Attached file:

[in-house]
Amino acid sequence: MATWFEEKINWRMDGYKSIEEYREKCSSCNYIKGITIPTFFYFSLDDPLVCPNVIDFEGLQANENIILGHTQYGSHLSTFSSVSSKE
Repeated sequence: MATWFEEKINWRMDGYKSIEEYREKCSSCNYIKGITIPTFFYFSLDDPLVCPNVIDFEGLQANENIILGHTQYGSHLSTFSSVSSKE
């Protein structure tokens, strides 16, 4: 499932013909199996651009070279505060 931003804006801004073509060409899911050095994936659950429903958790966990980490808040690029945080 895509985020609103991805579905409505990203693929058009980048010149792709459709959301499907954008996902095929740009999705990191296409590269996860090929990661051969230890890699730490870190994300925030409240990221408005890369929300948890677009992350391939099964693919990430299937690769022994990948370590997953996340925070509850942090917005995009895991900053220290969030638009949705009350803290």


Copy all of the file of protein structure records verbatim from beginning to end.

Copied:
[in-house]
Amino acid sequence: MATWFEEKINWRMDGYKSIEEYREKCSSCNYIKGITIPTFFYFSLDDPLVCPNVIDFEGLQANENIILGHTQYGSHLSTFSSVSSKE
Repeated sequence: MATWFEEKINWRMDGYKSIEEYREKCSSCNYIKGITIPTFFYFSLDDPLVCPNVIDFEGLQANENIILGHTQYGSHLSTFSSVSSKE
């Protein structure tokens, strides 16, 4: 499932013909199996651009070279505060 931003804006801004073509060409899911050095994936659950429903958790966990980490808040690029945080 895509985020609103991805579905409505990203693929058009980048010149792709459709959301499907954008996902095929740009999705990191296409590269996860090929990661051969230890890699730490870190994300925030409240990221408005890369929300948890677009992350391939099964693919990430299937690769022994990948370590997953996340925070509850942090917005995009895991900053220290969030638009949705009350803290």